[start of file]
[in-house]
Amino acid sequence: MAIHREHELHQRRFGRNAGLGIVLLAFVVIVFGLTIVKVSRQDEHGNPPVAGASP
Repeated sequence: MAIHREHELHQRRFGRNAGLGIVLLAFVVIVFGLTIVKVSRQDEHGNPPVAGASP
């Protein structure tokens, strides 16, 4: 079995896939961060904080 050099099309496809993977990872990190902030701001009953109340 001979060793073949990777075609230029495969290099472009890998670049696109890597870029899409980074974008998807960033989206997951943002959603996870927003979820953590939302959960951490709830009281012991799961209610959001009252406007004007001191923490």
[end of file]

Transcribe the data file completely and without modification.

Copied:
[in-house]
Amino acid sequence: MAIHREHELHQRRFGRNAGLGIVLLAFVVIVFGLTIVKVSRQDEHGNPPVAGASP
Repeated sequence: MAIHREHELHQRRFGRNAGLGIVLLAFVVIVFGLTIVKVSRQDEHGNPPVAGASP
């Protein structure tokens, strides 16, 4: 079995896939961060904080 050099099309496809993977990872990190902030701001009953109340 001979060793073949990777075609230029495969290099472009890998670049696109890597870029899409980074974008998807960033989206997951943002959603996870927003979820953590939302959960951490709830009281012991799961209610959001009252406007004007001191923490």